To secure seats to our May 12th & 13th Paladar entitled, “Americana” with SF based Stag Dining Group,
Polly’s Paladar is a private supper club in the heart of downtown Nevada City dedicated to facilitating enthusiasm for the sharable food movement. We collaborate with organic farms, chefs, and artists to provide a fusion of delights in a unique atmosphere.
Every month there is a different food theme and chef. Sometimes chefs can get enough after just one go at it and they come running back for more. We have had a good handful of them return but never repeat what they did before. Humans thrive on food and companionship. What makes the Paladar different is that we are all involved, in one way or another, by nurturing each others gifts and talents on a recurring platform.
Sustaining our local economy and cottage industries are especially important right now. This is our chance to give opportunities to local businesses or artists to shine, who might not otherwise have those moments. This refers to home chefs, trained restaurant chefs, visual artists, and/or local musicians. This is a chance for these hidden gems in our village to be the shining stars for a night or two. It’s a chance for community members to enjoy each other and all the brilliant nature we hold. To share talents in an intimate and safe environment is a blessing. This is what Polly’s Paladar is ALL about.
And just so you know:
Paladar (plural: paladares) is a Spanish term (the direct translation is “palate” or “roof of the mouth”) used in Cuba to refer to restaurants run by self-employers. Mostly family-run businesses, paladares are fundamentally directed to serve as a counterpart of state run restaurants for tourist seeking for a most vivid interaction with cuban reality, and looking for homemade cuban food.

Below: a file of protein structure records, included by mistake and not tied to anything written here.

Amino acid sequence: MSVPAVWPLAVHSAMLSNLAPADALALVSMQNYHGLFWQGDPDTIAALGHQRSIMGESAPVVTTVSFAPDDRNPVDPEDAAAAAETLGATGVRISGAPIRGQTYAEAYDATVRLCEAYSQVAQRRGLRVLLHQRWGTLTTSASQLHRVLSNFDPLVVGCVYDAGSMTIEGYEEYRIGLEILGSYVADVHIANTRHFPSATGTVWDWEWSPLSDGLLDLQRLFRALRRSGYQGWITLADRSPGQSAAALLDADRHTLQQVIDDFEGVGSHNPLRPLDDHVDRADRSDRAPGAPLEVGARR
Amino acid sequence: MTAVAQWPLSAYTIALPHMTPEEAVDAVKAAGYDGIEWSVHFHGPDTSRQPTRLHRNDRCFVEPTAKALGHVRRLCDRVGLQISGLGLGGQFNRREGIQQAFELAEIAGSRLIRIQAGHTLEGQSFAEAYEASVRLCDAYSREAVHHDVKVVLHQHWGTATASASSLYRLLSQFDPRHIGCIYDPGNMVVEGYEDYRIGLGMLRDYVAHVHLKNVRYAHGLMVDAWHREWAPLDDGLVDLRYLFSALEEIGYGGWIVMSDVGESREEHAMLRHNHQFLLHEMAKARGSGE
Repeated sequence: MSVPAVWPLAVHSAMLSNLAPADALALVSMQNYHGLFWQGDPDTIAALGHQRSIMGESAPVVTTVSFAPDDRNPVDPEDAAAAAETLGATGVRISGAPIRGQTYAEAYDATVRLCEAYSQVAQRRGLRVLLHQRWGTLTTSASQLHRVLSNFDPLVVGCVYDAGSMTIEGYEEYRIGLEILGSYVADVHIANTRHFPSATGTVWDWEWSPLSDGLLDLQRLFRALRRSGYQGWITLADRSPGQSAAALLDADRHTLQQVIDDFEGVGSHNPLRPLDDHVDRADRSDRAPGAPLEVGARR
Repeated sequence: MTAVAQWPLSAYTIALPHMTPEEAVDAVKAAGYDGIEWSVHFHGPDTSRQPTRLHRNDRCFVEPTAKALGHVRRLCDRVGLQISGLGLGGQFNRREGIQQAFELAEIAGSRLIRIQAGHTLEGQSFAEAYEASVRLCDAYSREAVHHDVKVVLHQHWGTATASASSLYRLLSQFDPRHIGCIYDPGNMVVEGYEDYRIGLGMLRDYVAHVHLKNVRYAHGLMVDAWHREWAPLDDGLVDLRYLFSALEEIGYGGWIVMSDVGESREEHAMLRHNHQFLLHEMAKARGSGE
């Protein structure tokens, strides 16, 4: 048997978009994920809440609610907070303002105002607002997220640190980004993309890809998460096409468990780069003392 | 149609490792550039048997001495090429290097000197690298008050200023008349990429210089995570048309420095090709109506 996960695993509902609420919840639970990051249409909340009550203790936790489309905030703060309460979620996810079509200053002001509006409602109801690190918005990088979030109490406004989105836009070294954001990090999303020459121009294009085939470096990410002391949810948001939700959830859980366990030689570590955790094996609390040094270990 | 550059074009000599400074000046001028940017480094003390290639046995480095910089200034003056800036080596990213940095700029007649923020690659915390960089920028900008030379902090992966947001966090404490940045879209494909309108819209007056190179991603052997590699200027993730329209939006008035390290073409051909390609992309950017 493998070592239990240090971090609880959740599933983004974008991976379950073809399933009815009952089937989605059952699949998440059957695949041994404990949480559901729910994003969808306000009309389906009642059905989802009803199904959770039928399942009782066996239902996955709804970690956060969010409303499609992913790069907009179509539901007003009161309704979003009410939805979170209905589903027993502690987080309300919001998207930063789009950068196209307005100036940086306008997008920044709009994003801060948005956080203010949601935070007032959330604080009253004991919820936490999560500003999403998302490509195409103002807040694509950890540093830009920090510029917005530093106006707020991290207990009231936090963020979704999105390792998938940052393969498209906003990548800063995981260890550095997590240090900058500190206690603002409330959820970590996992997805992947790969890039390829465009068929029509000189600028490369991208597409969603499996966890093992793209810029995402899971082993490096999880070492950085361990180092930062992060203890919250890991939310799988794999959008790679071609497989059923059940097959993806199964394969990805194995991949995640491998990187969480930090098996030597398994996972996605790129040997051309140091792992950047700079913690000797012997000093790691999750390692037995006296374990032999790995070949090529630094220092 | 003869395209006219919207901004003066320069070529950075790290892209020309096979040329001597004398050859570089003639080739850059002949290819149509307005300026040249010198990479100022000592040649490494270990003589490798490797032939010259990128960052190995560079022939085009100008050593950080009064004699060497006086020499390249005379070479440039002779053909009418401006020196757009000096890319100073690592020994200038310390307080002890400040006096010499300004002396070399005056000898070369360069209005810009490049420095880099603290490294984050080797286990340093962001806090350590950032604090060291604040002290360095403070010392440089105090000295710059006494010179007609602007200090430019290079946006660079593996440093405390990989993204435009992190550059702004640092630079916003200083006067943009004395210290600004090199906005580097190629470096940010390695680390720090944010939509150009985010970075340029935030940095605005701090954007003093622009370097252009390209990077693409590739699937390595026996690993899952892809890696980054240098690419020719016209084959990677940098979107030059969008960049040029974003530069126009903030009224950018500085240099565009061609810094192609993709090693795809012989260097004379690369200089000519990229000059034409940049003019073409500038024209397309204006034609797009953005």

We like that: VIVID INTERACTION
Although we will not be serving food from just one geographical area, we liked the term.
…And Polly. Well, she happens to be a real live person who is the grandmother of our Director. She is worthy of something special being named after her.
If I envy anyone it must be
My grandmother in a long ago
Green Summer, who hurried
Between kitchen and orchard on small
Uneducated feet, and took easily
All shining fruits into her eager hands.
That summer I hurried too, wakened
To books and music and circling philosophies.
I sat in the kitchen sorting through volumes of answers
That could not solve the mysteries of the trees.
My grandmother stood among her kettles and ladles.
Smiling in faulty grammar.
She praised my fortune and urged my lofty career.
So to please her I studied-but I will remember always
How she poured confusion out,
how she cooled and labeled
All the wild sauces of the brimming year.